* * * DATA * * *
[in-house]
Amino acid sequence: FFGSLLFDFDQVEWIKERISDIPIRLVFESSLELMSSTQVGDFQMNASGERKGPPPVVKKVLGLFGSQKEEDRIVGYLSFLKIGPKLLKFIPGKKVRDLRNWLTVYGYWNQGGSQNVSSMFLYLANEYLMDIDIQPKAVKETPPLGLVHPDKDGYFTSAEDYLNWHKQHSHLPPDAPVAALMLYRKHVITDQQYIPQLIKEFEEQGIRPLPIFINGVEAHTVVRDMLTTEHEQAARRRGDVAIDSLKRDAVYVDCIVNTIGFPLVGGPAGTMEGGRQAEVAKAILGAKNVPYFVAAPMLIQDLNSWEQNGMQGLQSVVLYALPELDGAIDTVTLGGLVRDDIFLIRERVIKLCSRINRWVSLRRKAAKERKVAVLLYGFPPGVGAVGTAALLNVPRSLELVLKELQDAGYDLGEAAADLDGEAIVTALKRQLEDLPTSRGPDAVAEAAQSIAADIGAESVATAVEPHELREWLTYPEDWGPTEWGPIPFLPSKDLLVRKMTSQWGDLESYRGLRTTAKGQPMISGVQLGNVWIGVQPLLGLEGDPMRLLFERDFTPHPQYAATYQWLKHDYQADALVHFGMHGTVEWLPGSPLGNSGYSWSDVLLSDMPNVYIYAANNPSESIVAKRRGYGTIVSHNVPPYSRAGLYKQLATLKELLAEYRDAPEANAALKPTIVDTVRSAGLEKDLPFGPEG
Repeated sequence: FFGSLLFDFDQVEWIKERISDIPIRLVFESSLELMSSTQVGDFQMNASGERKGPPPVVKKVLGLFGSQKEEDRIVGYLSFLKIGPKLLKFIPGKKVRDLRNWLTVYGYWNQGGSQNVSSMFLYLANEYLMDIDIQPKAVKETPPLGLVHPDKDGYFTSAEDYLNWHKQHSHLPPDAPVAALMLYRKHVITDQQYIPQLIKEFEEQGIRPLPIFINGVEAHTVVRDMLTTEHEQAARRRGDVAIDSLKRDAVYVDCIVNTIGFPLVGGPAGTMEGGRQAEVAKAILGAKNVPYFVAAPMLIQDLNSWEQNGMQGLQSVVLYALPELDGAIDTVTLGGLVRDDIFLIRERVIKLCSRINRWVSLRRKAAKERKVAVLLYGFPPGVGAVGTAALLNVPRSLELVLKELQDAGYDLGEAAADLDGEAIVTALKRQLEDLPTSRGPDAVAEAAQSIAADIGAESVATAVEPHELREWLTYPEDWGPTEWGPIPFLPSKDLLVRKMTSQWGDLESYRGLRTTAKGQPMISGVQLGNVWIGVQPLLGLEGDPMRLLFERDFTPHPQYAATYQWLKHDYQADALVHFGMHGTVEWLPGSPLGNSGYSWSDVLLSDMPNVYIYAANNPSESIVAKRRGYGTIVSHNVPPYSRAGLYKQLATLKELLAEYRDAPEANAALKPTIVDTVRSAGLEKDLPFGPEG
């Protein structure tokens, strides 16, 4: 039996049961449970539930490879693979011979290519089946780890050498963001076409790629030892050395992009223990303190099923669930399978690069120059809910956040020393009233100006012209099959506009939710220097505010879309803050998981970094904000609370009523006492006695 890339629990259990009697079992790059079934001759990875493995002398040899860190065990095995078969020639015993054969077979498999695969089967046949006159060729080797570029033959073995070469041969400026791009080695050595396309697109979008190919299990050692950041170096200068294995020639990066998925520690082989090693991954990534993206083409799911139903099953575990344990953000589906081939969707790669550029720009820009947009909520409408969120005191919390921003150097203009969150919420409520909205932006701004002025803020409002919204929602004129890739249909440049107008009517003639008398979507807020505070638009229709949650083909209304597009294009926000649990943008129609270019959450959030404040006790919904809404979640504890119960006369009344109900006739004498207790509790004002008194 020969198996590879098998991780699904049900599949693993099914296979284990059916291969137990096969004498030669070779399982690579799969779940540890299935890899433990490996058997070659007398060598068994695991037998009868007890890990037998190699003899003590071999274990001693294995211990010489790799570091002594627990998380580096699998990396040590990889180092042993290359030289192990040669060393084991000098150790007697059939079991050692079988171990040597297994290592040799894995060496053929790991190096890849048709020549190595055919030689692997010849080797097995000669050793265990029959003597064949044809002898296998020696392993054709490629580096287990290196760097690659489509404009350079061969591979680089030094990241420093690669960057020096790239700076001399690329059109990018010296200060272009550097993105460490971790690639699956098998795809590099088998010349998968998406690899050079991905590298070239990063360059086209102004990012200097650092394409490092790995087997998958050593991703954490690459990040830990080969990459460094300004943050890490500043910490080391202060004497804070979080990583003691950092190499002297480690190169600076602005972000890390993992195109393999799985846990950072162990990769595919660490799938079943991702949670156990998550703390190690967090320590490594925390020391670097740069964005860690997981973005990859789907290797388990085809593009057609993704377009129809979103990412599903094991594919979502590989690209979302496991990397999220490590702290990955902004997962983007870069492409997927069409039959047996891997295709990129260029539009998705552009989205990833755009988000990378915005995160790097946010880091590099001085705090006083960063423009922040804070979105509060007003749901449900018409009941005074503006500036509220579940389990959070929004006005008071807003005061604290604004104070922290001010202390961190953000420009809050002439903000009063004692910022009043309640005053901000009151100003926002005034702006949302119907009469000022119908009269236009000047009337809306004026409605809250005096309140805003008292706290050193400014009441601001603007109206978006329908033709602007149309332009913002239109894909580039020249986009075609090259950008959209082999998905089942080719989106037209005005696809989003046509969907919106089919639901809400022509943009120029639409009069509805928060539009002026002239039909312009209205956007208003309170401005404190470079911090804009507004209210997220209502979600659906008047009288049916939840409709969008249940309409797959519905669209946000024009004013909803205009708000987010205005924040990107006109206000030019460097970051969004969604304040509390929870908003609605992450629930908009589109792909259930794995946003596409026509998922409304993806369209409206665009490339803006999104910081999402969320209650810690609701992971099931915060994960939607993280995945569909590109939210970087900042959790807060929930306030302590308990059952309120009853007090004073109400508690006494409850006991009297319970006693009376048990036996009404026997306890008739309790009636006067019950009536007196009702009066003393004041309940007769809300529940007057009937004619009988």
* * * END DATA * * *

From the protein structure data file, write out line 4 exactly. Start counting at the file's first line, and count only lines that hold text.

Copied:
């Protein structure tokens, strides 16, 4: 039996049961449970539930490879693979011979290519089946780890050498963001076409790629030892050395992009223990303190099923669930399978690069120059809910956040020393009233100006012209099959506009939710220097505010879309803050998981970094904000609370009523006492006695 890339629990259990009697079992790059079934001759990875493995002398040899860190065990095995078969020639015993054969077979498999695969089967046949006159060729080797570029033959073995070469041969400026791009080695050595396309697109979008190919299990050692950041170096200068294995020639990066998925520690082989090693991954990534993206083409799911139903099953575990344990953000589906081939969707790669550029720009820009947009909520409408969120005191919390921003150097203009969150919420409520909205932006701004002025803020409002919204929602004129890739249909440049107008009517003639008398979507807020505070638009229709949650083909209304597009294009926000649990943008129609270019959450959030404040006790919904809404979640504890119960006369009344109900006739004498207790509790004002008194 020969198996590879098998991780699904049900599949693993099914296979284990059916291969137990096969004498030669070779399982690579799969779940540890299935890899433990490996058997070659007398060598068994695991037998009868007890890990037998190699003899003590071999274990001693294995211990010489790799570091002594627990998380580096699998990396040590990889180092042993290359030289192990040669060393084991000098150790007697059939079991050692079988171990040597297994290592040799894995060496053929790991190096890849048709020549190595055919030689692997010849080797097995000669050793265990029959003597064949044809002898296998020696392993054709490629580096287990290196760097690659489509404009350079061969591979680089030094990241420093690669960057020096790239700076001399690329059109990018010296200060272009550097993105460490971790690639699956098998795809590099088998010349998968998406690899050079991905590298070239990063360059086209102004990012200097650092394409490092790995087997998958050593991703954490690459990040830990080969990459460094300004943050890490500043910490080391202060004497804070979080990583003691950092190499002297480690190169600076602005972000890390993992195109393999799985846990950072162990990769595919660490799938079943991702949670156990998550703390190690967090320590490594925390020391670097740069964005860690997981973005990859789907290797388990085809593009057609993704377009129809979103990412599903094991594919979502590989690209979302496991990397999220490590702290990955902004997962983007870069492409997927069409039959047996891997295709990129260029539009998705552009989205990833755009988000990378915005995160790097946010880091590099001085705090006083960063423009922040804070979105509060007003749901449900018409009941005074503006500036509220579940389990959070929004006005008071807003005061604290604004104070922290001010202390961190953000420009809050002439903000009063004692910022009043309640005053901000009151100003926002005034702006949302119907009469000022119908009269236009000047009337809306004026409605809250005096309140805003008292706290050193400014009441601001603007109206978006329908033709602007149309332009913002239109894909580039020249986009075609090259950008959209082999998905089942080719989106037209005005696809989003046509969907919106089919639901809400022509943009120029639409009069509805928060539009002026002239039909312009209205956007208003309170401005404190470079911090804009507004209210997220209502979600659906008047009288049916939840409709969008249940309409797959519905669209946000024009004013909803205009708000987010205005924040990107006109206000030019460097970051969004969604304040509390929870908003609605992450629930908009589109792909259930794995946003596409026509998922409304993806369209409206665009490339803006999104910081999402969320209650810690609701992971099931915060994960939607993280995945569909590109939210970087900042959790807060929930306030302590308990059952309120009853007090004073109400508690006494409850006991009297319970006693009376048990036996009404026997306890008739309790009636006067019950009536007196009702009066003393004041309940007769809300529940007057009937004619009988």